Once it’s in the can, getting it into as many cinemas as possible for people to see can be just as difficult.
One thing that can help with this strenuous process is a fancy award at the end, and the fancier the better.
Lebanese director Vatche Boulghourjian and his film “Tramontane” are in the running for a fancy award at this year’s Cannes Film Festival having secured a place in the prestigious selection for the International Critics Week. One of the longest running prizes at Cannes, it showcases either first or second feature films of directors and aims to discover new talent. Notable previous winners include Bernardo Bertolucci, Jacques Audiard and Alejandro González Iñárritu.
“Tramontane” follows the story of Rabih, a blind musician who is forced to travel across the country to discover who he is and where he comes from, after finding out that his identity papers were forged, having tried to apply for a passport in order to travel abroad with his choir.
Vatche stressed that “It is an existential crisis, but also a very real one, because he has to identify who his family is and where he comes from in order to issue papers, so it’s a very administrative search as well. It’s a duel search.”
The film examines ideas of identity, but also combines it with an exploratory look into history and memory. On his travels, the film’s protagonist finds a country that cannot agree on the basic facts of its own past: “when you’re part of a nation and you can’t agree on a common past, then who are you?”
In an instance of art imitating life, the lead role of the blind musician is played by Barakat Jabbour, a blind musician himself who can fluently play nine instruments and also sings. Vatche shared his concern about the challenge of working with a non-professional blind actor, but his fears where dispelled by Barakat’s unyielding understanding of the script and Vatche’s direction. “Barakat would ask me how to do something, and I would explain and he would do it immediately. In other words he listened and understood really well, and that for an actor is essential. It was sort of unparalleled.” The script was translated to braille, and although he read it, he learned it by listening in during rehearsals; in fact, he memorised the whole script, including the lines of all the other characters. Although Vatche did tests with sighted actors, he knew that he “didn’t want to work with a sighted actor trying to portray the complexities of living with blindness on a daily basis.”
Along with his music supervisor and composer Cynthia Zaven, Vatche met Barakat when they saw him sing as part of a church choir, and from that first meeting he was more than willing to perform, and over the course of production Vatche and Barakat have become close friends. Throughout the filmmaking process, both Vatche and Cynthia asked the actor for his input about the choice of songs, and he was able to draw on his deep knowledge and understanding of traditional Arabic music to find the right piece. The script’s early draft didn’t contain Arabic music, but rather featured a choir that sung western choral music. It was thanks to Barakat’s passion and expertise in traditional Arab music that lead to the change. “It actually made more sense this way” explained the director, “the film is about the land and this is a music coming from the land, so it [the process] was very organic.”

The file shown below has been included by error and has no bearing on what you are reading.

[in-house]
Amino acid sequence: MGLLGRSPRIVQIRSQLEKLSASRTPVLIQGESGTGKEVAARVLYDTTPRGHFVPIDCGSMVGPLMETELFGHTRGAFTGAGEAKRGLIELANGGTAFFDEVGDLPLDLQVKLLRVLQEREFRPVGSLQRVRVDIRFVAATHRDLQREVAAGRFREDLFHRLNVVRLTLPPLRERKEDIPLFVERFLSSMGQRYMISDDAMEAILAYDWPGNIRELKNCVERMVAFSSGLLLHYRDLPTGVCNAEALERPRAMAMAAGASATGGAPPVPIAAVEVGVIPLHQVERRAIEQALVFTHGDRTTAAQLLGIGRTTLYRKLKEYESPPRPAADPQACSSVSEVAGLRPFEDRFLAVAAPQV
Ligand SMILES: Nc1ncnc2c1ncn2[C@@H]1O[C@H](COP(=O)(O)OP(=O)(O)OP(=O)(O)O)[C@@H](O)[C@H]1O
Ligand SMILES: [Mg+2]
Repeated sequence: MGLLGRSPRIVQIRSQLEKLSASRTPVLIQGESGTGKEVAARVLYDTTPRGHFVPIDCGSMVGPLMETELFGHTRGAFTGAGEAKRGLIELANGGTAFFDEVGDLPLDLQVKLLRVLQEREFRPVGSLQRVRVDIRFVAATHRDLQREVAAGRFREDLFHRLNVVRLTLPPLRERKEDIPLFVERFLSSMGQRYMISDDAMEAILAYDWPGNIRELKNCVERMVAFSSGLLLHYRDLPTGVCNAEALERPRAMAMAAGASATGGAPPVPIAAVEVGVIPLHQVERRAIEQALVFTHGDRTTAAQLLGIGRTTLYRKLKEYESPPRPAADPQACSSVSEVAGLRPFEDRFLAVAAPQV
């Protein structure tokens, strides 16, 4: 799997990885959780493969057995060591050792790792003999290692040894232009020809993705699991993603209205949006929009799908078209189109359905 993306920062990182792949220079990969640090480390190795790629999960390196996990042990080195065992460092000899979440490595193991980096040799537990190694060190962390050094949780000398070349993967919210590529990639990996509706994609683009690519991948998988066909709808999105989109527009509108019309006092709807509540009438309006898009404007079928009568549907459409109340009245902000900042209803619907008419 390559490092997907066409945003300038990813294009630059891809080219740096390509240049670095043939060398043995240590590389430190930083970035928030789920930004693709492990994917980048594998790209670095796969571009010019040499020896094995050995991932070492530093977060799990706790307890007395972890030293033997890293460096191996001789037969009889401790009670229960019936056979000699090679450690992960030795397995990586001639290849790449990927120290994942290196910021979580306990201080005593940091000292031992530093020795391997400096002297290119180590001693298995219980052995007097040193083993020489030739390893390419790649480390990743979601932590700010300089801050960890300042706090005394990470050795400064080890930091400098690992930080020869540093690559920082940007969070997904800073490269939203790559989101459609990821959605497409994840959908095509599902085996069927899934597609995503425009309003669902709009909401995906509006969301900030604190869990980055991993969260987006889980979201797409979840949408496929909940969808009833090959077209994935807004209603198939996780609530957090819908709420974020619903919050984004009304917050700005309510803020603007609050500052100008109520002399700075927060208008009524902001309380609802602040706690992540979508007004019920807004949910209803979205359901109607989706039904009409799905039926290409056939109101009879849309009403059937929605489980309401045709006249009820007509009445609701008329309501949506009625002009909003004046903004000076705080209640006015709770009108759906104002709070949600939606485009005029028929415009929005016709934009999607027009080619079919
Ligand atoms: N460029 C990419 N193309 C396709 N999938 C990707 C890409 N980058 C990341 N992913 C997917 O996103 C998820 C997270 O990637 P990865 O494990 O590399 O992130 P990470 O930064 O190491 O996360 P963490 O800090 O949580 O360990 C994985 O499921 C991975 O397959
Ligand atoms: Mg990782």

Capturing the Lebanese landscape visually was American cinematographer Jimmy Lee Phelan. Vatche and Jimmy met at New York University where they were both studying and became friends. It was when Vatche first started talking seriously to his producer, Caroline Oliveira, about making the project a reality, that Jimmy first came to mind. Prior to this film, Jimmy had shot films in many different locations, including Brazil and Europe, but had never been to Lebanon.
Jimmy’s unfamiliarity with the country, combined with his keen eye and sensitivity, worked in the films favour, as he was able to spot details that a Lebanese person had become numb to. “We usually overlook a lot of elements around us, may they be parts of a landscape or an indicative factor in a location; they become so common that we ignore them.”
The production team
The film was produced by a number of companies: Rebus Films Production, owned by Vatche, was joined by Abbout Productions with Georges Schoucair who he met at the Dubai Film Market, acting as an executive producer. During the production phase, Ginger Beirut Productions was also on the ground line producing.
For funding, “Tramontane” received private equity from private Lebanese investors, a production grant from the Arab Fund for Arts and Culture (AFAC), as well as the Doha Film Institute, who were the first financial backers of the film. On top of this they received grants from CNC in France, the Sundance Institute, the World Cinema Fund Europe, ARTE, the Independent Filmmaker Project, and Enjaaz from the Dubai Film Market, to name but a few. Although the Lebanese state didn’t provide funding during production or post-production, Vatche says that the Lebanese Tourism Office in Paris was very supportive when it came to promoting the film in Cannes.
“Tramontane” will be screened on May 17 in Espace Miramar, as part of the International Critics Week Selection, and will be competing against six other films. The main prize is The Critics Week Grand Prize, with the winner being selected by journalists and film critics; alongside that is the SACD prize for the best screenplay and the France 4 Visionary Award which aims to reflect the cinephiles’ passion for young talent. A win for Vatche would obviously be wonderful, but first he is hoping that the audience enjoys his film. “I was just trying to create a familiar world; all these characters are part of my experience in Lebanon and the people that I have met…I wanted to make a film about the Lebanon that I know.”
by Hugo Goodridge